This module covers ionic and covalent chemical bonding. This material is covered in Chapter 8 of Brown.
Topics for lecture 7 [Brown chapter 8]
1. Ionic and covalent bonds organize atoms into compounds or molecules. Motivation: to fill all atoms’
2. Octet rule: all atoms want full valence shells; same number of valence electrons as the noble gas in their
row of the periodic table.
a. Ionic bonds form when metals transfer electrons to non-metals. The metals become cations while the
non-metals form anions.
b. Covalent bonds are a pair of shared valence electrons; each atom donates one ve-.
c. Multiple covalent bonds are stronger and shorter than single covalent bonds.
d. Bonding releases energy because the energy state of bonded atoms is lower (more stable) than the
energy state of elemental (unbounded) atoms.
e. Electronegativity determines whether covalent bonds are non-polar or polar.
f. Resonance hybrids represent covalent bonds with ‘intermediate’ electron sharing and are more stable
than structures without resonance.
i. Lewis dots represent the number of valence electrons in an atom: atom’s letter symbol is surrounded by
its valence electrons as dots. Group number = valence electron number.
ii. Atoms with 4 ve- neither gain nor lose. Atoms with less than 4 ve- lose them and become cations. Atoms
with more than 4 ve- gain more and become anions.
iii. Molecular enthalpies of formation are negative, because forming bonds to create molecules releases
iv. Ionic compounds form crystals: repeating three-dimensional arrays of alternating cations and anions.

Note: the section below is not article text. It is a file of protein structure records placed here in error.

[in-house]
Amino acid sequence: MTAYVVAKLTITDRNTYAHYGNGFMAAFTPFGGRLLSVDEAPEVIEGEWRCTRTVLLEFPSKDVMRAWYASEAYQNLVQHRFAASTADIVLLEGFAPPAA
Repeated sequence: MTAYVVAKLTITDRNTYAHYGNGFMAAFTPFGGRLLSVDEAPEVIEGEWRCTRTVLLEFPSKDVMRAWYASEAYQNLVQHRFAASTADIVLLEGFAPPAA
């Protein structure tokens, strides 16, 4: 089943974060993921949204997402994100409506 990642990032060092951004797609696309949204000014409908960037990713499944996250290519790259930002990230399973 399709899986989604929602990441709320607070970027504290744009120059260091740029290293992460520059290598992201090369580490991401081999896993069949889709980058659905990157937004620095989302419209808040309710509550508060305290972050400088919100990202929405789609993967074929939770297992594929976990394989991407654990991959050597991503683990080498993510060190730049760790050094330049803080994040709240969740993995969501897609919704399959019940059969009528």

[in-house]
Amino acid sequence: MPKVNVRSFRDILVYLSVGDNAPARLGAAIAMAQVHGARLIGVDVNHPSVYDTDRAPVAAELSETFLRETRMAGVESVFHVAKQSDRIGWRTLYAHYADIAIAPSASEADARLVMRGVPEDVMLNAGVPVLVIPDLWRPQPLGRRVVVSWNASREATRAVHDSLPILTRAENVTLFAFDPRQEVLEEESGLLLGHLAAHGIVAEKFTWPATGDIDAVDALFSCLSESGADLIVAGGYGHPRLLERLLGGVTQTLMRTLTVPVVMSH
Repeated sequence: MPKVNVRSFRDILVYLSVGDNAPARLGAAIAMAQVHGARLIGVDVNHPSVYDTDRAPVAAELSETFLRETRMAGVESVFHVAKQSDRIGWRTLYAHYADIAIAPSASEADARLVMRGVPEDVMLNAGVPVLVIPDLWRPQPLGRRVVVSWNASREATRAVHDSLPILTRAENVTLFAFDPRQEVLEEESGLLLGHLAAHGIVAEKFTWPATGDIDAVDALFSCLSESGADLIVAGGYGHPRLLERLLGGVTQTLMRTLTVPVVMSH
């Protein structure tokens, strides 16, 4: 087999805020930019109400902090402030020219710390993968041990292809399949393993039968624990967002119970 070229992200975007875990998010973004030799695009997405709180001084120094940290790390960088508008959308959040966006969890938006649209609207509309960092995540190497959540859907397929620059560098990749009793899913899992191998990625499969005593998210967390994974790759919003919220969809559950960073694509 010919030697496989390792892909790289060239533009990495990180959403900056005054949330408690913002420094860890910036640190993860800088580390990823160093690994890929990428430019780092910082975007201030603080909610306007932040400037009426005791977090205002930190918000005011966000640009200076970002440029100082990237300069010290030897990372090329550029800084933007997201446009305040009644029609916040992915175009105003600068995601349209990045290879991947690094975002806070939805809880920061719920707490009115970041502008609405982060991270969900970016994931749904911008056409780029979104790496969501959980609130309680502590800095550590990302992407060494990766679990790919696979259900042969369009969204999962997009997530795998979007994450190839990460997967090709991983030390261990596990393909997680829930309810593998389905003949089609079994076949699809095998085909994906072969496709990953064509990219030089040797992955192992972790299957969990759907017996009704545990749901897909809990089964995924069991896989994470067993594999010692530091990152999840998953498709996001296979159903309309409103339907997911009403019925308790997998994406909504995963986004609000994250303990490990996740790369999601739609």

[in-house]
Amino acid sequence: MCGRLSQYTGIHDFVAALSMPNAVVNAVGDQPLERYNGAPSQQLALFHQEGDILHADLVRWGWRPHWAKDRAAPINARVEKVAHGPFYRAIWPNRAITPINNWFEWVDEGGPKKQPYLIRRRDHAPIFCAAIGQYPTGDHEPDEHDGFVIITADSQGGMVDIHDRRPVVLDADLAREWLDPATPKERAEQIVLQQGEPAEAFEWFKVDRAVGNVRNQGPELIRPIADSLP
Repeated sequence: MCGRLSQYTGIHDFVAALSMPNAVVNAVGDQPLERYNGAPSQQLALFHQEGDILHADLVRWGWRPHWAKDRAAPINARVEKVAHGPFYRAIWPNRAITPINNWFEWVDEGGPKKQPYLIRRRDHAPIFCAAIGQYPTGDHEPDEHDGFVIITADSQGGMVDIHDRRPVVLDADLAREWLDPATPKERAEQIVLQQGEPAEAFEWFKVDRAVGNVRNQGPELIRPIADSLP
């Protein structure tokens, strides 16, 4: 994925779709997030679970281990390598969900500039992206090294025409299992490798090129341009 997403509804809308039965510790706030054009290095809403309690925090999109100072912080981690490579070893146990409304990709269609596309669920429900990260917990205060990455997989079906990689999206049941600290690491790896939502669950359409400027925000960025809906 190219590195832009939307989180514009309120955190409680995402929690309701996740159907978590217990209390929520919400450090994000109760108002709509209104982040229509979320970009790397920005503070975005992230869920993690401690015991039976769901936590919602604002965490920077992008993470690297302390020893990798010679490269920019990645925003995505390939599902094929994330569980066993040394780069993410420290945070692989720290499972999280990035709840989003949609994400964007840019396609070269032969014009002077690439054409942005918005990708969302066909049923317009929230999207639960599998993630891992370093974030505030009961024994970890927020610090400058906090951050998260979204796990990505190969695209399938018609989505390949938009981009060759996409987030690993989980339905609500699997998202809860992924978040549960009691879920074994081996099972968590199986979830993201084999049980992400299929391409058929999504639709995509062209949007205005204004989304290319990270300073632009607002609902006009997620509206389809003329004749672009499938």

Crystal size grows as cation/anion units are added.
v. Lattice energy is the energy required to separate one mole of ionic compound into its component
elements in their gas states. Lattice energy (enthalpy) is positive because an energy input is required to
break ionic bonds.
vi. Lattice energy increases as 1) ionic charge increases, and 2) as internuclear distance (aka both ionic
radii) decreases. Charge is the dominant factor.
vii. Covalent bond distance minimizes repulsion between the electrons and protons of bonding nuclei,
and maximizes the attractive forces between one ion’s electrons and the other’s nucleus.
viii. In Lewis structures of molecules, a line (or :) shows a covalent bond. Venn diagrams show electrons
that ‘belong’ to one atom or are shared by bonded atoms.
ix. Multiple bonds are formed by multiple pairs of two electrons. Shared electron pairs act as glue, and the
more glue between nuclei, the closer they are and the shorter their bond is.
x. Electronegativity is an atom’s ability to hold on to its own ve- and its ability to steal ve- from nearby
xi. The difference in electronegativity values of covalently bonded atoms determines whether their bonds
are non-polar (0 – 0.5) or polar (0.5 – 2.0) or ionic (> 2.0).
xii. Polarity arrows point towards the more electronegative atom and have a ‘+’ crosshatch at the less
xiii. Dipolar charges are partial charges. In a polar bond, the more electronegative atom has a dipolar
negative charge (δ-) and the less electronegative atom has a dipolar positive charge (δ+).
xiv. Guidelines for drawing Lewis dot structures: 1) count total ve-; 2) connect atomic symbols with lines;
3) add dots to fill valence shells of peripheral atoms; 4) add dots (or use multiple bonds) to fill valence
shell of central atoms.
xv. Formal charges are calculated on each atom as: FC = (atom’s ve- #) – (dots + sticks). Charges are
usually found on more electronegative atoms.
xvi. Resonance structures are Lewis dot structures (of the same molecule) that have alternate
arrangement of electrons (or alternate bonding patterns).
xvii. Reality is resonance hybrids rather than resonance structures. Evidence: resonance bonds have
identical bond length, intermediate between single or double bonds.
xviii. There are three types of exceptions to the octet rule: 1) molecules with an odd number of electrons;
2) molecules in which an atom has less than an octet; and 3) molecules in which an atom has more
than an octet. Atoms in case (3) are below row 3 of the periodic table.
Resources for students:
Links and items of interest: